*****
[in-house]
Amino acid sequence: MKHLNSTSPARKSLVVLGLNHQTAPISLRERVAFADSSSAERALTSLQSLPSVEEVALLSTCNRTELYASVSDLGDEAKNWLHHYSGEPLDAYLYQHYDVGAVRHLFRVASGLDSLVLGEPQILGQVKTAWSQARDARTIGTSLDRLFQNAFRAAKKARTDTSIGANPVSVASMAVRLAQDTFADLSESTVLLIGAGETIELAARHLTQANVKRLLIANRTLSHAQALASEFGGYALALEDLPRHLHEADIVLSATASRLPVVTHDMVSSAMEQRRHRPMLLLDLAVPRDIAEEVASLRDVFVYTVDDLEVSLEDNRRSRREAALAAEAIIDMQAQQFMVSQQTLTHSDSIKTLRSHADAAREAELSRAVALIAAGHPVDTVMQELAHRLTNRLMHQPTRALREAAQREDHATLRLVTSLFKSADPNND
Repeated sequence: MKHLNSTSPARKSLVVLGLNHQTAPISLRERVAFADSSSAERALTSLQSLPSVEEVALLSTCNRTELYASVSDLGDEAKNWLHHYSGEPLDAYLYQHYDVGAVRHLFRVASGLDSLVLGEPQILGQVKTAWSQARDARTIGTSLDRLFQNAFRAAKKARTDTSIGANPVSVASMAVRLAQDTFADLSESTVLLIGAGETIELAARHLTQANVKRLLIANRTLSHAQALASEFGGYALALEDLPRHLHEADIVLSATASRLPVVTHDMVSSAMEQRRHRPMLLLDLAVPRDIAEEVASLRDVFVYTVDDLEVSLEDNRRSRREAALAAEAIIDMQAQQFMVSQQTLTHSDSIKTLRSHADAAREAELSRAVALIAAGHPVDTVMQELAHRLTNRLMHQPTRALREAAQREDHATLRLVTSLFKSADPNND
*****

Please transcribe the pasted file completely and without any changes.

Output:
[in-house]
Amino acid sequence: MKHLNSTSPARKSLVVLGLNHQTAPISLRERVAFADSSSAERALTSLQSLPSVEEVALLSTCNRTELYASVSDLGDEAKNWLHHYSGEPLDAYLYQHYDVGAVRHLFRVASGLDSLVLGEPQILGQVKTAWSQARDARTIGTSLDRLFQNAFRAAKKARTDTSIGANPVSVASMAVRLAQDTFADLSESTVLLIGAGETIELAARHLTQANVKRLLIANRTLSHAQALASEFGGYALALEDLPRHLHEADIVLSATASRLPVVTHDMVSSAMEQRRHRPMLLLDLAVPRDIAEEVASLRDVFVYTVDDLEVSLEDNRRSRREAALAAEAIIDMQAQQFMVSQQTLTHSDSIKTLRSHADAAREAELSRAVALIAAGHPVDTVMQELAHRLTNRLMHQPTRALREAAQREDHATLRLVTSLFKSADPNND
Repeated sequence: MKHLNSTSPARKSLVVLGLNHQTAPISLRERVAFADSSSAERALTSLQSLPSVEEVALLSTCNRTELYASVSDLGDEAKNWLHHYSGEPLDAYLYQHYDVGAVRHLFRVASGLDSLVLGEPQILGQVKTAWSQARDARTIGTSLDRLFQNAFRAAKKARTDTSIGANPVSVASMAVRLAQDTFADLSESTVLLIGAGETIELAARHLTQANVKRLLIANRTLSHAQALASEFGGYALALEDLPRHLHEADIVLSATASRLPVVTHDMVSSAMEQRRHRPMLLLDLAVPRDIAEEVASLRDVFVYTVDDLEVSLEDNRRSRREAALAAEAIIDMQAQQFMVSQQTLTHSDSIKTLRSHADAAREAELSRAVALIAAGHPVDTVMQELAHRLTNRLMHQPTRALREAAQREDHATLRLVTSLFKSADPNND